Facing one of its most visible decisions in recent years, the Avondale Estates Board of Mayor and Commissioners rescheduled its regular monthly meeting, originally set for August 27, to 6:30 p.m. August 30 at City Hall, 21 N. Avondale Plaza.
The board will decide whether to approve a proposed development on East College Avenue and Maple Street calling for 281 apartments over a total 101,000 square feet on 4.3 acres. The project has proved divisive since January when developer Trammell Crow Residential initially presented plans at a commission work session.
Without question Avondale is starved for new development, particularly considering its commercial tax revenue traditionally hovers around 9 percent. In recent weeks a number of local business owners have posted letters on various sites favoring the project. It also appears, judging from recent work sessions, that at least a majority of the five commissioners are in favor.
But it in other quarters the project is unequivocally unpopular.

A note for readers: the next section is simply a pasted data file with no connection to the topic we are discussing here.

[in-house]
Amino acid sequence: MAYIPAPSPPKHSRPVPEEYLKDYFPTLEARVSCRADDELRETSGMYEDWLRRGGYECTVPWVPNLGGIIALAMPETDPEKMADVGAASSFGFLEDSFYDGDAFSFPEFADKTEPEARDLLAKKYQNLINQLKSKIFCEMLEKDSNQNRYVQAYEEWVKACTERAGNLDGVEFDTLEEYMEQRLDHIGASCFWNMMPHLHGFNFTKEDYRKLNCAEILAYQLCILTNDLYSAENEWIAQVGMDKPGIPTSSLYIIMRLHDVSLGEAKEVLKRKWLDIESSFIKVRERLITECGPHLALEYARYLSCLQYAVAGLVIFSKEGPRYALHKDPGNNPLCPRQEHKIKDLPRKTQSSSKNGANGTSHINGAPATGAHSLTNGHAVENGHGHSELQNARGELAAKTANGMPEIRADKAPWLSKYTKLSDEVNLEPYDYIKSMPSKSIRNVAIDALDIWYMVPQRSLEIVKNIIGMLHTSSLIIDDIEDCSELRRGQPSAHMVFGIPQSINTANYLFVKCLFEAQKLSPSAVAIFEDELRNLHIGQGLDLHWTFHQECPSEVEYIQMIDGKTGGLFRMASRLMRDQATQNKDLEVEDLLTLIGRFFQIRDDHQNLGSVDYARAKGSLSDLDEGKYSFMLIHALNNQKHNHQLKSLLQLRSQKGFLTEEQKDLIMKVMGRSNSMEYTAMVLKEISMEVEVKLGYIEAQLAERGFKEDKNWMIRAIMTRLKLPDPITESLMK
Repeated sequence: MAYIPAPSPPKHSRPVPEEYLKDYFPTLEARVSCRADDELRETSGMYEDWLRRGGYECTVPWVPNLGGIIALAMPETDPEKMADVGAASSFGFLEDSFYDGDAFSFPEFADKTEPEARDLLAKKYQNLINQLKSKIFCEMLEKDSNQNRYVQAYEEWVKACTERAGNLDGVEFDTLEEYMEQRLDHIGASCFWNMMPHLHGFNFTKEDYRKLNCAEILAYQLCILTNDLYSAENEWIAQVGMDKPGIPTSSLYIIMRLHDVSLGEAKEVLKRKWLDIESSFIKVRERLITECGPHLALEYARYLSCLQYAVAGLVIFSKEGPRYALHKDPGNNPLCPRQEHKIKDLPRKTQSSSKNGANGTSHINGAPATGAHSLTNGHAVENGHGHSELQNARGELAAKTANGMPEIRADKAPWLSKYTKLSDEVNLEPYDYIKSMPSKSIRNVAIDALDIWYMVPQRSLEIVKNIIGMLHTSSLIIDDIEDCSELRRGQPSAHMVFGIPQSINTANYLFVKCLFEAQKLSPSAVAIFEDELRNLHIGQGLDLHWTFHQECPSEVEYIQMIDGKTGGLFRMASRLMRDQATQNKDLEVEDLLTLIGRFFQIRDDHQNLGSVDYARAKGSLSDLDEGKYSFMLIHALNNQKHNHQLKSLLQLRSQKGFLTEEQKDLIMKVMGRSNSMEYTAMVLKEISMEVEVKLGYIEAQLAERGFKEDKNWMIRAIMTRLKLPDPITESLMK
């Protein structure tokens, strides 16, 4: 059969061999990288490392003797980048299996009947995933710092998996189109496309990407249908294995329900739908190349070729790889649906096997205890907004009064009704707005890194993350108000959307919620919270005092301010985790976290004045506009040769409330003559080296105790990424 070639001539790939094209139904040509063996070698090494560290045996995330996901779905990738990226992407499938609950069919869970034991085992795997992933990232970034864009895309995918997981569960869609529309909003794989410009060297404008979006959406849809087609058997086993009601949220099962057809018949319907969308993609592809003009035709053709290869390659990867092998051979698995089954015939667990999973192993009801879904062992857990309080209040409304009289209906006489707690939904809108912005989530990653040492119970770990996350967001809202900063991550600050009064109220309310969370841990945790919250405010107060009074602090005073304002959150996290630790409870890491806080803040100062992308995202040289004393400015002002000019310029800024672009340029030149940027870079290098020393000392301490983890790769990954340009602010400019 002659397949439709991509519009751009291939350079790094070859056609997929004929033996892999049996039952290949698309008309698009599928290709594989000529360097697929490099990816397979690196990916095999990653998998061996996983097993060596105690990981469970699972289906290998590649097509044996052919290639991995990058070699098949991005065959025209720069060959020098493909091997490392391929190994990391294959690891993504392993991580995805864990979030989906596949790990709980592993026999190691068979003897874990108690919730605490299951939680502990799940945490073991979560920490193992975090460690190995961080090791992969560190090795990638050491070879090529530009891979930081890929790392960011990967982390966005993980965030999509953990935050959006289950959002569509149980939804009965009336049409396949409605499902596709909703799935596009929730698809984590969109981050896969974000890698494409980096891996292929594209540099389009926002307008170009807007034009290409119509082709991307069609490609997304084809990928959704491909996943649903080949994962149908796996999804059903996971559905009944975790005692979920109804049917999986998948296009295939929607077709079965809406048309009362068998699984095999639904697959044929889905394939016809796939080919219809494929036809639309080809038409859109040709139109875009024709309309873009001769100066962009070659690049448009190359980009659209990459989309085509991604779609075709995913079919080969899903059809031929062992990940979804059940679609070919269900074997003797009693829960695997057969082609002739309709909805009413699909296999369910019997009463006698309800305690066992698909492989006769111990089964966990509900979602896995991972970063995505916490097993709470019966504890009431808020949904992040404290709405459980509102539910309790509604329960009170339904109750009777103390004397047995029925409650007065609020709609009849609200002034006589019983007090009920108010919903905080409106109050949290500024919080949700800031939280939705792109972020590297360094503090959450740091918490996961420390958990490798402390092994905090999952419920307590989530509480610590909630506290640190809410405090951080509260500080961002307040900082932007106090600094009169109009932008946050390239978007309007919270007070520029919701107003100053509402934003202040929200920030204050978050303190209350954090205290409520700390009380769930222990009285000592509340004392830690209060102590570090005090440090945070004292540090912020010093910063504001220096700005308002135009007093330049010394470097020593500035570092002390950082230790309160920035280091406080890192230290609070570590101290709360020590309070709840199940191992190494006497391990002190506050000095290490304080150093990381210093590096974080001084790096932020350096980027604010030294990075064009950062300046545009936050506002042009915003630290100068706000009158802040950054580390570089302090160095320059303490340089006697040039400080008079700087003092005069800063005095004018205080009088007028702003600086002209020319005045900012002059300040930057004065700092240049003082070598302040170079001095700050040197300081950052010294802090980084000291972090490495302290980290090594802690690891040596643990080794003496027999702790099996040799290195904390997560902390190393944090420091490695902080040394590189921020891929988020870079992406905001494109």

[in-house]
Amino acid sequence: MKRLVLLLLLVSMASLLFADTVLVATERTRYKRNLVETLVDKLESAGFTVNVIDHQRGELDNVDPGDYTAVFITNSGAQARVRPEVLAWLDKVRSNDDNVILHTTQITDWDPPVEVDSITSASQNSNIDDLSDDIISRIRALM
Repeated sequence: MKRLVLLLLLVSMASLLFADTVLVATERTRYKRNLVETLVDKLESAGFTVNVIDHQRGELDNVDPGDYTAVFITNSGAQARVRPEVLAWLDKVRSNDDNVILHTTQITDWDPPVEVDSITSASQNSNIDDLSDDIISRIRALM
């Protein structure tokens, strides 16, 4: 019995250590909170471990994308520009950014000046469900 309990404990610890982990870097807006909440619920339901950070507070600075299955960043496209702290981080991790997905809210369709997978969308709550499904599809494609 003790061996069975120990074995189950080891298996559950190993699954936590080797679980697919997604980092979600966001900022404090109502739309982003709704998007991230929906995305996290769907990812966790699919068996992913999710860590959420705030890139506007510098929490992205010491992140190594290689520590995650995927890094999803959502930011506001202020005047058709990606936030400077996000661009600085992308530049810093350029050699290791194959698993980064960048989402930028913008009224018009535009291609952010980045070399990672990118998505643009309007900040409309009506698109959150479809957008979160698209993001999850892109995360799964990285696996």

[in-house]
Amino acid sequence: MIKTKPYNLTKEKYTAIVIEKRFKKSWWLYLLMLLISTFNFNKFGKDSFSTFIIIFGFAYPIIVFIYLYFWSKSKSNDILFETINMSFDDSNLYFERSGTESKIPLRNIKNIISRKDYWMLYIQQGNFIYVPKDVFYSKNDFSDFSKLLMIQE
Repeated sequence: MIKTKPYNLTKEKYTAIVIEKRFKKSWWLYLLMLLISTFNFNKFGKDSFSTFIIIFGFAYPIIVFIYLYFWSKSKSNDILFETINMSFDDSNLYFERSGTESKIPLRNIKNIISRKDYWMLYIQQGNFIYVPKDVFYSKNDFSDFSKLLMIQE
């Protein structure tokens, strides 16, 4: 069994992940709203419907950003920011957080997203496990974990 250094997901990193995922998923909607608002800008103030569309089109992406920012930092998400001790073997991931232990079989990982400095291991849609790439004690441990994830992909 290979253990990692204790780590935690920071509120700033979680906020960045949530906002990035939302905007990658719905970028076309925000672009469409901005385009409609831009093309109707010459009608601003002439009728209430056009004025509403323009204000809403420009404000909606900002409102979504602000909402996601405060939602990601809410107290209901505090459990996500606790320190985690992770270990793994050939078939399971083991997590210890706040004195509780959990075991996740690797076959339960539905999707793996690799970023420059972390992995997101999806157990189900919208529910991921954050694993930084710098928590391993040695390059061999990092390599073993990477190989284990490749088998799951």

On August 7 the city’s Planning & Zoning Board declined recommending the development by a 4-1 vote. One night earlier by a 5-0 count the Architectural Review Board denied Trammell Crow a certificate of appropriateness. Trammell Crow has filed an appeal on this decision, which the commission will hear Thursday immediately after voting on the project itself.
After this month, the appeal can’t be heard again until November.
Additionally, a petition opposing the development has received 683 signatures (or about 20 percent of the city’s population), including 474 identified as registered voters. That’s more votes than any current commissioner received save Lisa Shortell, who had 569 last November.
The petition’s primary complaint is that the city’s zoning calls for a maximum building footprint of only 30,000 square feet, and 40 units per acre (Trammel Crow’s proposed residential density is 72 units per acre). Another reproach is that that the development calls for only 5,000 square feet of retail, or less than five percent, far below the stated goals of Avondale’s master plan.
“I think the majority of the community is against the project as it now stands,” said Lyda Steadman, one of the petition’s five authors. “We’re not against Trammell Crow—most of us want to work with them. We just want something closer to the city’s zoning and master plan.”
Support real journalism. Support local journalism. Subscribe to The Atlanta Journal-Constitution today. See offers.
Your subscription to the Atlanta Journal-Constitution funds in-depth reporting and investigations that keep you informed. Thank you for supporting real journalism.